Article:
WASHINGTON (RNS) Membership in two of the largest Christian “health-sharing” ministries has grown since President Obama signed the massive health care reform bill into law earlier this spring.
Christian Healthcare Ministries and Samaritan Ministries, with a combined membership of more than 70,000 people, have both grown in enrollment, officials said.
“The health care reform bill removes the option of having (no insurance),” said the Rev. Howard Russell, executive director of Christian Healthcare. “The second thing is that the pricing to be part of out ministry is much lower than traditional insurance,” Russell said.
Members of Christian Healthcare pay a monthly membership fee of between $135 and $455 to the ministry, which in turn passes it on to other members with certain medical bills, or sends it directly to members in need.
Samaritan Ministries members pay between $135 and $320 a month, plus a $170 annual administrative fee. Samaritan Vice President James Lansberry said membership has grown 25 percent each month since March, he said.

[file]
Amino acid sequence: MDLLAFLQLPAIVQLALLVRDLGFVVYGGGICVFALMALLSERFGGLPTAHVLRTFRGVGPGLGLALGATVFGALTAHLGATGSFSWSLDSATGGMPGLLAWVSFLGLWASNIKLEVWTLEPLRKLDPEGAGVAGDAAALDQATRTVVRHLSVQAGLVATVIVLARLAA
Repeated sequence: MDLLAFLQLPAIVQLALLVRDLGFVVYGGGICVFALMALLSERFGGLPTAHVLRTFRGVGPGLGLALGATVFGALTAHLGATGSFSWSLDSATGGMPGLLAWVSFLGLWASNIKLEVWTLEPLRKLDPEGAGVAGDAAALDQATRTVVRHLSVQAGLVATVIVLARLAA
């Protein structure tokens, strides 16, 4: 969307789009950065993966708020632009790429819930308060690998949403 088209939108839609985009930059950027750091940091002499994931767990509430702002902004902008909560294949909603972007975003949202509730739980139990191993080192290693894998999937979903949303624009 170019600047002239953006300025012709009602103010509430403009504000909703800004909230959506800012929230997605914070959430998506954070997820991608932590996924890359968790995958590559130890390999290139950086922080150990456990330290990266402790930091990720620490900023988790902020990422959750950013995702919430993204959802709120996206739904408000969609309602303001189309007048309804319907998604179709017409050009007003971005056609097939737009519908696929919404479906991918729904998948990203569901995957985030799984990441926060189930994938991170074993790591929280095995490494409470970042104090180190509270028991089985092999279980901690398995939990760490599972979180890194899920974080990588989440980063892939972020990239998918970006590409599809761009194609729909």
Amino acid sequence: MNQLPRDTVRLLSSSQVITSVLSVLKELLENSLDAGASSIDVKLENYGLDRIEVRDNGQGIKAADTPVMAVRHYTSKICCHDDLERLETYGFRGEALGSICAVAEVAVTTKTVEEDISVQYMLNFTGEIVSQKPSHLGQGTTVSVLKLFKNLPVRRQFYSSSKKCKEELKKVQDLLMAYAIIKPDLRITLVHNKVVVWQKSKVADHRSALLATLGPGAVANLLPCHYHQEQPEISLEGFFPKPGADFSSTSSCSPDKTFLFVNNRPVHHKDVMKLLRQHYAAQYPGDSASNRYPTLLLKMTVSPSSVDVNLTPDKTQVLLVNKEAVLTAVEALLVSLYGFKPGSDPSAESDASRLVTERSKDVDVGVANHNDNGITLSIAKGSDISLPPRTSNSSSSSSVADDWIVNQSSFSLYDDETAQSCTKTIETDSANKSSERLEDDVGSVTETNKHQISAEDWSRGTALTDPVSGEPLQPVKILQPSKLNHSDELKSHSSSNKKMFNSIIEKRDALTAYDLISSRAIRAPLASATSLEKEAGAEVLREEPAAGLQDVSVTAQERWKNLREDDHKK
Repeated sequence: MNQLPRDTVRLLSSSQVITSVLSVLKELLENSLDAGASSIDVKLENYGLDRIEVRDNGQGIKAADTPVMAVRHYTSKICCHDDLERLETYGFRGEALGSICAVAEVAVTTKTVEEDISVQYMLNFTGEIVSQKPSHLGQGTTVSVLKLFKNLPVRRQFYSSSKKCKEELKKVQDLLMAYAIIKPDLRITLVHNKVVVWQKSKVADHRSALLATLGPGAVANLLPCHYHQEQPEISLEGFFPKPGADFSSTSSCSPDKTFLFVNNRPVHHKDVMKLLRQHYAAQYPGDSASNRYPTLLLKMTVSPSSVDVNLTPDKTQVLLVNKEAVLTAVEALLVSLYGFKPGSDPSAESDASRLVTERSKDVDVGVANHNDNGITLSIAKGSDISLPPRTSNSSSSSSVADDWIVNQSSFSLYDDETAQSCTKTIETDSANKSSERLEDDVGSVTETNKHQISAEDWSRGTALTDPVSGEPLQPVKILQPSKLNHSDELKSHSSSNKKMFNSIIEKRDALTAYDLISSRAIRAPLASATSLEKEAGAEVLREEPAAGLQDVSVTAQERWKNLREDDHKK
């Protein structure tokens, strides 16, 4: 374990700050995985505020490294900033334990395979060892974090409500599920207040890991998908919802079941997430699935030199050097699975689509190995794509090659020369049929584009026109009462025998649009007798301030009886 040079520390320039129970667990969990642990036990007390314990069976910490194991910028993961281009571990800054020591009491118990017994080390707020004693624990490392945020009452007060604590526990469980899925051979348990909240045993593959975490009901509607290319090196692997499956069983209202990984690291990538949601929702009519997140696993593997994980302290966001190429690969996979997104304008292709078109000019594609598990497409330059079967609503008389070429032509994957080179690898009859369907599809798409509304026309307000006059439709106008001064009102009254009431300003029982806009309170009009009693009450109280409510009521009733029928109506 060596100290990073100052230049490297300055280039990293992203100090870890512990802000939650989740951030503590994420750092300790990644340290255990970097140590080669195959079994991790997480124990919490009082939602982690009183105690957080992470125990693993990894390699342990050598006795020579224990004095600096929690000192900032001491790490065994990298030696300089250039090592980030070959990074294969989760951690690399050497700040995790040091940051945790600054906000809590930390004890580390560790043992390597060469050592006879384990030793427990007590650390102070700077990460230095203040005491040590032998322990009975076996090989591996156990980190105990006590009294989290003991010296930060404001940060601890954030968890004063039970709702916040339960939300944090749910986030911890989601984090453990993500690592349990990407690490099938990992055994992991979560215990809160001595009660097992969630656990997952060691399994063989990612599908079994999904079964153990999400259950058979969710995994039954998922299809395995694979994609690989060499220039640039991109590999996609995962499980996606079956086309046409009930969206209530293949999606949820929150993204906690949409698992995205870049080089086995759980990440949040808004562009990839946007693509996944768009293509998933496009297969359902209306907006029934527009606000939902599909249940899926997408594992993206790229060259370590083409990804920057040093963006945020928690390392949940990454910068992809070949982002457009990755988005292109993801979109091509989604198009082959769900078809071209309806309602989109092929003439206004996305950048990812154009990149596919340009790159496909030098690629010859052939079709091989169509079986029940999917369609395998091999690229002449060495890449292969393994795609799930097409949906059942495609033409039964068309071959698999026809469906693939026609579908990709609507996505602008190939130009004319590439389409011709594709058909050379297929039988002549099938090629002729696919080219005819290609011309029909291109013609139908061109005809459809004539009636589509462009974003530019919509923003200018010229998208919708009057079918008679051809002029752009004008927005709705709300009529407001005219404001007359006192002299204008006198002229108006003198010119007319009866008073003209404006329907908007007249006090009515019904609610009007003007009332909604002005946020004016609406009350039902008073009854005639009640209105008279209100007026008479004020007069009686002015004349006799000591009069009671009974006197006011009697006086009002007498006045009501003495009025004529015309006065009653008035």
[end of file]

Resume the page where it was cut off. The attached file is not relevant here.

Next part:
“The money that comes in actually goes to help a person who has been sick and who is suffering,” Russell said. “We’re not a profit driven organization,” Russell said.
About a year ago, health-sharing groups were concerned the health care legislation would not consider their ministries as an acceptable form of health insurance. In the end, an exemption in the Senate version of the bill secured the future of these groups.
Russell said the emphasis on paying members’ medical bills is a big difference from profit-driven insurance companies.
“We’re not having to satisfy stockholders, bottom lines,” he said. “We’re not creating and maintaining a corporate lifestyle.”